About Glena Andrews, Ph.D., MSCP
As a clinical psychologist with extensive training in neuropsychology, Dr. Andrews has been involved in researching brain and behavior interactions since working at the University of Los Angeles Neuropsychiatric Institute in the 1980s. She began conducting research with people with agenesis of the corpus callosum in the early 1990s. In 1998 she expanded her research to children and adolescents with prenatal exposure to alcohol. This research continues comparing behaviors in children with prenatal exposure to alcohol with children with ACC, ADHD, prenatal exposure to methamphetamines, and those diagnosed with conduct disorder.
History of FAS Times
People around the world have described FAS Times as a vital educational reference, not only for affected individuals and parents, but for professionals in the health care, education, chemical dependency, developmental disability, mental health, vocational rehabilitation, child welfare and criminal justice systems. So where did all of this start?
In 1991, the Washington State Adoption Support program* managers were receiving a lot of frantic phone calls from desperate parents having trouble raising children with special needs. So they asked Jocie DeVries (mother of two children with FASD who were on the adoption support program) to write a summary of her family’s experience raising children diagnosed with this condition.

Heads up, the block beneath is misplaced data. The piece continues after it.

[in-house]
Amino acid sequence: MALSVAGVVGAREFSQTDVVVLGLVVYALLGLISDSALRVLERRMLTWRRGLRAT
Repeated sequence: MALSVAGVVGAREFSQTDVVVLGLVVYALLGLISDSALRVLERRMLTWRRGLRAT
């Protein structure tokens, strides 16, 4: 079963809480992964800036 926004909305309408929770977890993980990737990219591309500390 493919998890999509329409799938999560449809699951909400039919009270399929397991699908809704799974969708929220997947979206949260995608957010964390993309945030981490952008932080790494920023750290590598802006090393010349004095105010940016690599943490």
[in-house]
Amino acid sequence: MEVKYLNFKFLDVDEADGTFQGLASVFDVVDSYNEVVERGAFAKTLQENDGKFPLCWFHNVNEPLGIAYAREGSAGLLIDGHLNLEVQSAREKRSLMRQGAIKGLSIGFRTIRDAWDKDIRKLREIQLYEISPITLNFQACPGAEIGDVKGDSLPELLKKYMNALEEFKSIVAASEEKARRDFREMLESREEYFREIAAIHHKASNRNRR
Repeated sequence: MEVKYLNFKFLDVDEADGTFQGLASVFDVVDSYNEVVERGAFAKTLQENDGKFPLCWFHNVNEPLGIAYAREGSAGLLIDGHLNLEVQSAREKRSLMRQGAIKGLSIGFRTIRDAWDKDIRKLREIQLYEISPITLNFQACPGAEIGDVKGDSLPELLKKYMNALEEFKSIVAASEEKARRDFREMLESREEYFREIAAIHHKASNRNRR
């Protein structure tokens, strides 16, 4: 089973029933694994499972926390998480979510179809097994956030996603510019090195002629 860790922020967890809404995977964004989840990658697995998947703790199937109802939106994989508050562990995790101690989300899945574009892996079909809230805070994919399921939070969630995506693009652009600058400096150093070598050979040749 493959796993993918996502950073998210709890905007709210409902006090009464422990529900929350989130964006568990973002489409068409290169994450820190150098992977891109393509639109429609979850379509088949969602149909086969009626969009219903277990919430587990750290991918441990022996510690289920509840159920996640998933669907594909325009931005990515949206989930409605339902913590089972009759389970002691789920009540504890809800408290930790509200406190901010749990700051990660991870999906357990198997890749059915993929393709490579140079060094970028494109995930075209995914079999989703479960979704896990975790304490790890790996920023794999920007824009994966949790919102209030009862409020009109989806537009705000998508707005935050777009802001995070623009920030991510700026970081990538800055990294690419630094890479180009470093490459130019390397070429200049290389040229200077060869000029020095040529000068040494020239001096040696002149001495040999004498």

The subsequent letter she wrote was mailed out to every family receiving Adoption Support. Everyone concerned recognized the tremendous value of parents pooling their information on this little recognized and often misunderstood disability. Jocie was encouraged by adoption support staff to continue and expand the communication and information exchange between families. The resulting body of information came to be called the Collective Family Experience on FASD because it described the behaviors and experiences most common to families raising children with FASD. The Collective Family Experience grew and developed into a vital body of information and expertise, straight from the wisdom of practice and frontline experience.
Thus Jocie’s original letter naturally and easily evolved into an informal newsletter sent out to other parents, which became a more formal but intermittent newsletter called FAS Times in 1992. We soon started to get inquiries from professionals in many service systems about children and adults with FASD, so we added them to our mailing list. In 1995, the Division of Alcohol and Substance Abuse in DSHS recognized the value of the newsletter and funded the FAS Family Resource Institute for its quarterly publication through June 2008. At the height of our circulation we had about 3,000 parents and professionals on our mailing list from all across the U.S. and several foreign countries.
Although we will no longer be producing new issues of FAS Times, this important body of knowledge will not be lost. We hope to make the PDF’s of all back issues available soon on this website.
In the meantime our Family Preservation Blog and other publications shall continue to gather input from the Collective Family Experience and distribute it in other venues. Our educational initiatives are constantly evolving as we work to fulfill our mission: to help others identify, understand and care for affected individuals and to prevent future generations from having to live with this disability.